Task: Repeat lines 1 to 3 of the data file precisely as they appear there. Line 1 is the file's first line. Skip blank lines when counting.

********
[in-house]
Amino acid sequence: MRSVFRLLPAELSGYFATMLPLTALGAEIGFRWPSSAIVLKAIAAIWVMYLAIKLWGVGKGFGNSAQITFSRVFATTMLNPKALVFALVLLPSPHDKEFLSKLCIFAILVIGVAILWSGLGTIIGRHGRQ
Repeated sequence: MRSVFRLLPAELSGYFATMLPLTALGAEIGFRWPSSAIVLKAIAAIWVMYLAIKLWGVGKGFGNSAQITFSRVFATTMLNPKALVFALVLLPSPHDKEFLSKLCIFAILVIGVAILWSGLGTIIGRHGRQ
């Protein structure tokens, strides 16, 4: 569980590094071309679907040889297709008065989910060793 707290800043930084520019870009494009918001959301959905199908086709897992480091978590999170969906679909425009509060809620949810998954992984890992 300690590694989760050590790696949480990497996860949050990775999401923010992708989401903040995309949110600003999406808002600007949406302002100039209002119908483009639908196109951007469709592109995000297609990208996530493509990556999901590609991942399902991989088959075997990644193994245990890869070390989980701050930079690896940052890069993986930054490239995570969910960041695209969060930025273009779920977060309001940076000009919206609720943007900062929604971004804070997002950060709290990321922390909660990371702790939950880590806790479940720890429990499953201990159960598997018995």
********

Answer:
[in-house]
Amino acid sequence: MRSVFRLLPAELSGYFATMLPLTALGAEIGFRWPSSAIVLKAIAAIWVMYLAIKLWGVGKGFGNSAQITFSRVFATTMLNPKALVFALVLLPSPHDKEFLSKLCIFAILVIGVAILWSGLGTIIGRHGRQ
Repeated sequence: MRSVFRLLPAELSGYFATMLPLTALGAEIGFRWPSSAIVLKAIAAIWVMYLAIKLWGVGKGFGNSAQITFSRVFATTMLNPKALVFALVLLPSPHDKEFLSKLCIFAILVIGVAILWSGLGTIIGRHGRQ